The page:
What’s the reason behind this stall?
While the concept of cloud computing is indeed a transformational one, but it also requires a great paradigm shift. You will be faced with the actual cost of IT and human resource savings when you begin to explore a consumption-based IT model. This can act as a red flag for the stakeholders who are quite stringent with their budgets or their jobs.
However, you can see the real bigger picture when these costs are exposed. The interesting thing here is that it is very often the things that provide the maximum business value are the ones that cost the least resources.
The fact of the matter is that humans by nature are not entirely open to change. The moment a certain change idea does not seem to suit the present mindset, we as humans tend to reject it forthright without any question. Moving forward is indeed crucial for any kind of business. The important part here is to get over this mental block on change as early as possible.
One of the ways to perceive and consider change is to consider the organization the change model. This model was developed by Kurt Lewin in the late 1940s. It is popularly known as Unfreeze – Change – Refreeze. This process utilised the example of transforming the shape of a block of ice. The amazing thing about this process is that it has relevance and holds true even in the present day scenario regarding change.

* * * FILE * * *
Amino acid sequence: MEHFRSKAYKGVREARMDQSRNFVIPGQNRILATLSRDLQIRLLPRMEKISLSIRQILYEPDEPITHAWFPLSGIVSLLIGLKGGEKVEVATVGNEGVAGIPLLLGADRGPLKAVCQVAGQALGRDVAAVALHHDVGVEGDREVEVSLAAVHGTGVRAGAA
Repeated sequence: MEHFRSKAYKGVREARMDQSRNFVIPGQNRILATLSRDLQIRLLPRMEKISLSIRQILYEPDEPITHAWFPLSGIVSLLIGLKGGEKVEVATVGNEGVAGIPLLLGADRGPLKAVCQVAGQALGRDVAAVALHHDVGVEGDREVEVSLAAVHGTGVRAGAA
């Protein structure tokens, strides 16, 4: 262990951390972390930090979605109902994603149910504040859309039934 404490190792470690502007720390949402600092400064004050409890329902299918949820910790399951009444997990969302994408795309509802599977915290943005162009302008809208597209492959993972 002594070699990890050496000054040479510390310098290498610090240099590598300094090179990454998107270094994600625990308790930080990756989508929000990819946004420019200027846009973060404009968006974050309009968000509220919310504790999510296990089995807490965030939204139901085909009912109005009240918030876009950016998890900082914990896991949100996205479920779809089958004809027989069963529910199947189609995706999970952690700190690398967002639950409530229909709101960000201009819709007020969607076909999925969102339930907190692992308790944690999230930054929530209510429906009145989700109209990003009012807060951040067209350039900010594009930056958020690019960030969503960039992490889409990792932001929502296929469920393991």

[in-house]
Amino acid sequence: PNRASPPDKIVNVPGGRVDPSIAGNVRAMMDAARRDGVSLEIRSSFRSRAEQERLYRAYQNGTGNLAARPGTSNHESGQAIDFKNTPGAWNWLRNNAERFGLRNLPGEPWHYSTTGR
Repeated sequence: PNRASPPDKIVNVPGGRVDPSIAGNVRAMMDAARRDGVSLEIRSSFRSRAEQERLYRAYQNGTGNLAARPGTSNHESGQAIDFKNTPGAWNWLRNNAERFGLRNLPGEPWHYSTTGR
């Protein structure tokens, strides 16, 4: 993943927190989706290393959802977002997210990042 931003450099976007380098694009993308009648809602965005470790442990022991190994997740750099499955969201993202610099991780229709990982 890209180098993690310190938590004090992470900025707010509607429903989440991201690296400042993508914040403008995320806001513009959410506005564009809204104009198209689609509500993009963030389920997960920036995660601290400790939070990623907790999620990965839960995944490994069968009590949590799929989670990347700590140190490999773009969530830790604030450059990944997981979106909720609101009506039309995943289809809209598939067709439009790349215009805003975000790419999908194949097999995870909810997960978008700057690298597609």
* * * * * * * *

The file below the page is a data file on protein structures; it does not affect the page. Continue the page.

Let’s analyse this process step by step.
Unfreeze: The first phase of any change entails convincing the organisation to acknowledge the fact that change is significant. The traditional IT models need to be challenged and this transformation towards digitalisation needs to be validated, explained, and proved to all the relevant stakeholders. User stories, application stories, and system owner stories are the keys towards change management in the cloud.
Change: It is only in a perfect world scenario that his journey from unfreeze to change is likely to be painless, quick, and clear. However, you need to understand the fact that just because change is important, it is not likely that people will instantly agree to it. For an organisation to transition from a physical infrastructure based IT model to a cloud-based IT model, the technology needs to be proved, predictable, and to be able to deliver as promised without fail.
Refreeze: Transformation to the cloud digitally is predictable, agile, and flexible. Once this transformation is complete, and the new way of work has been accepted, it is time to refreeze and allow these changes to sink in and become part of day to day business.